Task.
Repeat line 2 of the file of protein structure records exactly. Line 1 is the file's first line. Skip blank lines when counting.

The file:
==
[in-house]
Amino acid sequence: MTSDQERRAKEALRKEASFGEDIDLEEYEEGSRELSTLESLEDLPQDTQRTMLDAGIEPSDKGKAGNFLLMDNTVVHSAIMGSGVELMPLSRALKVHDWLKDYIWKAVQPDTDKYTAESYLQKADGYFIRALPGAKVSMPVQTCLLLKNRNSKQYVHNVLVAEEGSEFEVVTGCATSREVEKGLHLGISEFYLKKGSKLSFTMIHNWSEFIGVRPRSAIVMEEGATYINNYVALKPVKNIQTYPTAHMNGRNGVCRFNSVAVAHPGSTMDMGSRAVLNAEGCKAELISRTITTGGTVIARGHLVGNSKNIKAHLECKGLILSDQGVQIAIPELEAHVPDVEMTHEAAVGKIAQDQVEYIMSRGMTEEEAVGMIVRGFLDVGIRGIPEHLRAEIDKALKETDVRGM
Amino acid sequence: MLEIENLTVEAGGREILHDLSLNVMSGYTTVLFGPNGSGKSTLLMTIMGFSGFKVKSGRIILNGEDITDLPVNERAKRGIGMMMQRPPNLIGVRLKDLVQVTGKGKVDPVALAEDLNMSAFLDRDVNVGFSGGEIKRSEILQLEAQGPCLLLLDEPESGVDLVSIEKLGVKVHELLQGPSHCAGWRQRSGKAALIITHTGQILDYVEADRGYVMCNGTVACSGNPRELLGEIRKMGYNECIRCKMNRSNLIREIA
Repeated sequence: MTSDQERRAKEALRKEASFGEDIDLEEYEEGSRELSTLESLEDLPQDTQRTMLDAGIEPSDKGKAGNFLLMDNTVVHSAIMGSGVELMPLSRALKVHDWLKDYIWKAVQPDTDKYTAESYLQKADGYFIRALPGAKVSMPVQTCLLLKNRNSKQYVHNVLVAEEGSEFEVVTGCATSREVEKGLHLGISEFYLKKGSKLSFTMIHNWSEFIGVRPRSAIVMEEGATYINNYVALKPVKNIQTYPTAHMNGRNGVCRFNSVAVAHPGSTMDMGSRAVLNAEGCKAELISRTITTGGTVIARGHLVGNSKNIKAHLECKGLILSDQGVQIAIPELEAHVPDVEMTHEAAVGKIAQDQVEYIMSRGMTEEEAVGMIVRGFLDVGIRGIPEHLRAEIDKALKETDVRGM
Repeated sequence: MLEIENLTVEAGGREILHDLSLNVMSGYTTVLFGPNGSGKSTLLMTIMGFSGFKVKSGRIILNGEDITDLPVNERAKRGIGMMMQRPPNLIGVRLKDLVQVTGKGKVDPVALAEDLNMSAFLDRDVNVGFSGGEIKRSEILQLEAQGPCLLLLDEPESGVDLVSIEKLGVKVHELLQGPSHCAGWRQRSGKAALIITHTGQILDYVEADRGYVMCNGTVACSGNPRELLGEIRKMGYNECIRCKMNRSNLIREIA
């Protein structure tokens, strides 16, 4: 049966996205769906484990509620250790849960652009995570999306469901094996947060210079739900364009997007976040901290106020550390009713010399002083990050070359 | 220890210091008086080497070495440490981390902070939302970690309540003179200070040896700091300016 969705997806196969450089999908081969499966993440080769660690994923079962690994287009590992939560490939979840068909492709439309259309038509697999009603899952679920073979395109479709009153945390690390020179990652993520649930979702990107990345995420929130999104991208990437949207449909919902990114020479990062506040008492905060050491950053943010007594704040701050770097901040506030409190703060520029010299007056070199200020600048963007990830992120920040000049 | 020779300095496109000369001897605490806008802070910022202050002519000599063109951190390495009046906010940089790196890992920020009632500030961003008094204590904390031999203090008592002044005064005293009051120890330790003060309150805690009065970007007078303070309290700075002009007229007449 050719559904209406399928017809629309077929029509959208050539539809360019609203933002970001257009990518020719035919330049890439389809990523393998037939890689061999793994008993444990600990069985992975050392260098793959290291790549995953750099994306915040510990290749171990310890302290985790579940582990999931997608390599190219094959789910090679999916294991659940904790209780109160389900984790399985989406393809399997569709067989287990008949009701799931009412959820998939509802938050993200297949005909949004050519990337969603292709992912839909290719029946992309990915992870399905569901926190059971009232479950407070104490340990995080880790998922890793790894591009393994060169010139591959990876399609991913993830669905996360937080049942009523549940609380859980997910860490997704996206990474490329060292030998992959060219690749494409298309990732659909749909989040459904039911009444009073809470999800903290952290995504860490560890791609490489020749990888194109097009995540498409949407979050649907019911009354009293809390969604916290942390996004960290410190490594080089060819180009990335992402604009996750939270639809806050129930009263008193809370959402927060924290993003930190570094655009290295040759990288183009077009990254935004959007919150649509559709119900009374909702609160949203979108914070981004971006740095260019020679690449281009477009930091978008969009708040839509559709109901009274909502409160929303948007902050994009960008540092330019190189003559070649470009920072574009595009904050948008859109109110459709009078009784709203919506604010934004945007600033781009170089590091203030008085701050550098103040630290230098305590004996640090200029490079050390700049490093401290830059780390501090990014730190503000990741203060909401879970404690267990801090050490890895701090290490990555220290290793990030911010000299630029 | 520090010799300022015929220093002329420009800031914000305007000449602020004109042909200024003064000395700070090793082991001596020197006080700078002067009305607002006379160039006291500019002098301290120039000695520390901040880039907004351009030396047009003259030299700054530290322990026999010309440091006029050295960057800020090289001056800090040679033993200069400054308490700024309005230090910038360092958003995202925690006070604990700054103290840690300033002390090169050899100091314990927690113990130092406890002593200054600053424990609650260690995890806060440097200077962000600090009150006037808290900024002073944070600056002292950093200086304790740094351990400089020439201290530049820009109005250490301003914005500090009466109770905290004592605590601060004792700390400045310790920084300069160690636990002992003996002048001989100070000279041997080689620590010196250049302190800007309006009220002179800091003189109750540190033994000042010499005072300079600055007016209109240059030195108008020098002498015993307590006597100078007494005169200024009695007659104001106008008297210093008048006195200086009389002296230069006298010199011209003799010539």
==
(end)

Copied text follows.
Amino acid sequence: MTSDQERRAKEALRKEASFGEDIDLEEYEEGSRELSTLESLEDLPQDTQRTMLDAGIEPSDKGKAGNFLLMDNTVVHSAIMGSGVELMPLSRALKVHDWLKDYIWKAVQPDTDKYTAESYLQKADGYFIRALPGAKVSMPVQTCLLLKNRNSKQYVHNVLVAEEGSEFEVVTGCATSREVEKGLHLGISEFYLKKGSKLSFTMIHNWSEFIGVRPRSAIVMEEGATYINNYVALKPVKNIQTYPTAHMNGRNGVCRFNSVAVAHPGSTMDMGSRAVLNAEGCKAELISRTITTGGTVIARGHLVGNSKNIKAHLECKGLILSDQGVQIAIPELEAHVPDVEMTHEAAVGKIAQDQVEYIMSRGMTEEEAVGMIVRGFLDVGIRGIPEHLRAEIDKALKETDVRGM